Sundance 2019: We Are Little Zombies

Sena Nakajima, Keita Ninomiya, Mondo Okumura and Satoshi Mizuno appear in WE ARE LITTLE ZOMBIES by Makoto Nagahisa, an official selection of the World Cinema Dramatic Competition at the 2019 Sundance Film Festival. Courtesy of Sundance Institute.

The musical Nintendo-inspired We Are Little Zombies is one of the more eclectic offerings during the 2019 Sundance Film Festival.

It’s only after their parents get cremated in which Hikari, Ikuko, Ishi, and Takemura meet each other.  As viewers, we are first introduced to emotion-less Hikari.  He descibes Japanese funeral customs as being five times more boring than history classes.  Ouch!

These four young teenagers decide to start a band as a means to an end.  Not only are they orphans following deaths of their parents but none of them are able to cry.  If it were me, I’d be breaking down in an instant!  Given that they are unable to come to tears, they turn to music as a way to search for these emotions.  Will they find any?  It’s quite possible that they don’t have any emotions.  Upon asking someone to take their photo, the lack of a smile in their face leads to the comment that they’re “zombies.”  This comment leads the four teens to call themselves Little Zombies as a result.

The costume designs in this film is one to be applauded.  Even as these four go dumpster diving for clothing, they still need to look somewhat presentable!  Even though I don’t understand the language, the soundtrack contains NINETY songs.  If this film picks up US distribution and four other original musicals get released in 2019 the Academy can activate Best Original Musical.  I’ve read the rules–it’s in there.

Writer-director Makoto Nagahisa took home the Grand Jury Prize for his short film, And So We Put Goldfish in
the Pool, in 2017.  He was the first Japanese director to do so.  Now he’s back at Sundance with his first feature film.  It’s no surprise that he’s chosen to direct a feature film that is heavy on music.  After all, he has a background in directing music videos.   The storytelling choices here are bold.  One can tell in viewing the film where he gets inspiration from.  There have been films inspired by video games over the years but there’s something that is especially different about the Nintendo-inspired We Are Little Zombies.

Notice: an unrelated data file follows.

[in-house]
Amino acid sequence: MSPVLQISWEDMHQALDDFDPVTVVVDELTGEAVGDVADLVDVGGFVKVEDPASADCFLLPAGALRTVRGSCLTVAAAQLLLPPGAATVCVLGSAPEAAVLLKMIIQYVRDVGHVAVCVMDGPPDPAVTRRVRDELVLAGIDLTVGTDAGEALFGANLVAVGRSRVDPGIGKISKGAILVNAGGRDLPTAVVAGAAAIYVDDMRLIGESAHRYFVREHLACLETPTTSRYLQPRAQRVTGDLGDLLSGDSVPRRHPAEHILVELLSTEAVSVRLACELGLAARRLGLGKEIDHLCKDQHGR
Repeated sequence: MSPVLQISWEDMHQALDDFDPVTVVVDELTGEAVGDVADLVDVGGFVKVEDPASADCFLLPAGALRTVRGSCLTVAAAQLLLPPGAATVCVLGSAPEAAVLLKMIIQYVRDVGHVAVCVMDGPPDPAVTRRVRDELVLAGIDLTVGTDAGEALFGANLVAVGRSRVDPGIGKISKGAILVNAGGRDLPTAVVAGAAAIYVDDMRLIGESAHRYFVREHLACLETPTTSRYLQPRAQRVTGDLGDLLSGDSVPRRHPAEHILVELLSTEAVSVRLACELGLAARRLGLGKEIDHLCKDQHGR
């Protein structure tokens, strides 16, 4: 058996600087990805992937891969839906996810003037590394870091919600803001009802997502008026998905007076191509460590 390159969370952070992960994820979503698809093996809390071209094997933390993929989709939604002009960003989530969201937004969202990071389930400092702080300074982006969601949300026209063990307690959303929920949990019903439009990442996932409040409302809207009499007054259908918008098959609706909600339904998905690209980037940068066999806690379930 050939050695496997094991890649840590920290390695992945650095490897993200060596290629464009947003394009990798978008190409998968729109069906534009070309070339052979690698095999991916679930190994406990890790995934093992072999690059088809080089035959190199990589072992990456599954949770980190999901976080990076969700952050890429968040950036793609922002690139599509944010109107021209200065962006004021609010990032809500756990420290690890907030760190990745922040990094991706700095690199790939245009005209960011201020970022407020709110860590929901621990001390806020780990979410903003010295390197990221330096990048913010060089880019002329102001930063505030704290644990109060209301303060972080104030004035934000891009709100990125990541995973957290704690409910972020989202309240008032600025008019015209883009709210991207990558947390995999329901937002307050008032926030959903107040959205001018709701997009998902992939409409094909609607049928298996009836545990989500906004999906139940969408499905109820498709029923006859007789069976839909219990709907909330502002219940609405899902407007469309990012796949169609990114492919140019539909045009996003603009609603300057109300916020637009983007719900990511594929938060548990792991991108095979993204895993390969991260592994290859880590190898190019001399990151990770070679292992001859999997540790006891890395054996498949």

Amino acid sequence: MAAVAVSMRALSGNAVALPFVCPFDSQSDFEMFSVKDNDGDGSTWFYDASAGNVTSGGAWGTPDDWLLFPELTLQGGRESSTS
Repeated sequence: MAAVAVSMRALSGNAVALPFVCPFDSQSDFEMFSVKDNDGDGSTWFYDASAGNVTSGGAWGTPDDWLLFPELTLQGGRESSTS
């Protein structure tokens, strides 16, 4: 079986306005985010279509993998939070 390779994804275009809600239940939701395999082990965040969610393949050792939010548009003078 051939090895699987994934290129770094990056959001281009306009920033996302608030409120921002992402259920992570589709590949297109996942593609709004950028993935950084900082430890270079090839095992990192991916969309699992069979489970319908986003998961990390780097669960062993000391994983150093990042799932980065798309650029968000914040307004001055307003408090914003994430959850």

In doing so, he isn’t afraid to get edgy with some of the material here.  When Hikari enters the morgue to identify the bodies of his parents, he daydreams that he’s being pranked.  What an awful prank that would be but it sure is a hell of a way to deflect the situation at hand!  To each their own, I suppose.

I don’t know if I have seen another film that is like We Are Little Zombies and it’s quite possible that this may be one of the most unique films of cinema in 2019.

CAST:  Keita Ninomiya, Satoshi Mizuno, Mondo Okumura, Sena Nakajima

We Are Little Zombies holds its world premiere during the 2019 Sundance Film Festival in the World Cinema Dramatic Competition. Grade: 4/5

Danielle Solzman

Danielle Solzman is native of Louisville, KY, and holds a BA in Public Relations from Northern Kentucky University and a MA in Media Communications from Webster University. She roots for her beloved Kentucky Wildcats, St. Louis Cardinals, Indianapolis Colts, and Boston Celtics. Living less than a mile away from Wrigley Field in Chicago, she is an active reader (sports/entertainment/history/biographies/select fiction) and involved with the Chicago improv scene. She also sees many movies and reviews them. She has previously written for Redbird Rants, Wildcat Blue Nation, and Hidden Remote/Flicksided. From April 2016 through May 2017, her film reviews can be found on Creators.